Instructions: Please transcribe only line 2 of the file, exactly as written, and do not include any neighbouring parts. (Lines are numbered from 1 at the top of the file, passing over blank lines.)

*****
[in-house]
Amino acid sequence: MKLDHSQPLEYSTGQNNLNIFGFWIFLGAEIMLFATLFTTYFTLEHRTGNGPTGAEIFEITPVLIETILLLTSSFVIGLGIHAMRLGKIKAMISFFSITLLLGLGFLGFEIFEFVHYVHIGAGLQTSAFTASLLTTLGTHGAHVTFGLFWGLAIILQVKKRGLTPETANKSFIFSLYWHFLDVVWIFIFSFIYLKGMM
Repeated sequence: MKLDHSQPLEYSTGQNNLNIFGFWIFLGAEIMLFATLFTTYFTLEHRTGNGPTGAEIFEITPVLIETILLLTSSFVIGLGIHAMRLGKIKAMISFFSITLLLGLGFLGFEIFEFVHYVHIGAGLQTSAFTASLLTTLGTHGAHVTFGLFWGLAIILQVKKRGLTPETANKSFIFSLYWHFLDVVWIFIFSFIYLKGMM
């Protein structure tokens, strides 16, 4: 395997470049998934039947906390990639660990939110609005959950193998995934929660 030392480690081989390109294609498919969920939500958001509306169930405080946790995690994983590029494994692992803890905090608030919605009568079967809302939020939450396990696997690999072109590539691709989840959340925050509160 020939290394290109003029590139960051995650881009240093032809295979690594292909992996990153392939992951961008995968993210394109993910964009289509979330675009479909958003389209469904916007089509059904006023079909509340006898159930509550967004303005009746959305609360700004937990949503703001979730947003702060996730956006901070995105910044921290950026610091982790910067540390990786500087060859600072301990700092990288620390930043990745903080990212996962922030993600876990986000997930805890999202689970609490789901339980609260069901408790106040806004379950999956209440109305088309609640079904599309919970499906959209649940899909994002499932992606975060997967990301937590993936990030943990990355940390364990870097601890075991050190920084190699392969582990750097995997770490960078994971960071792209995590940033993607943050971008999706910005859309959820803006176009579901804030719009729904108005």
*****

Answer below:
Amino acid sequence: MKLDHSQPLEYSTGQNNLNIFGFWIFLGAEIMLFATLFTTYFTLEHRTGNGPTGAEIFEITPVLIETILLLTSSFVIGLGIHAMRLGKIKAMISFFSITLLLGLGFLGFEIFEFVHYVHIGAGLQTSAFTASLLTTLGTHGAHVTFGLFWGLAIILQVKKRGLTPETANKSFIFSLYWHFLDVVWIFIFSFIYLKGMM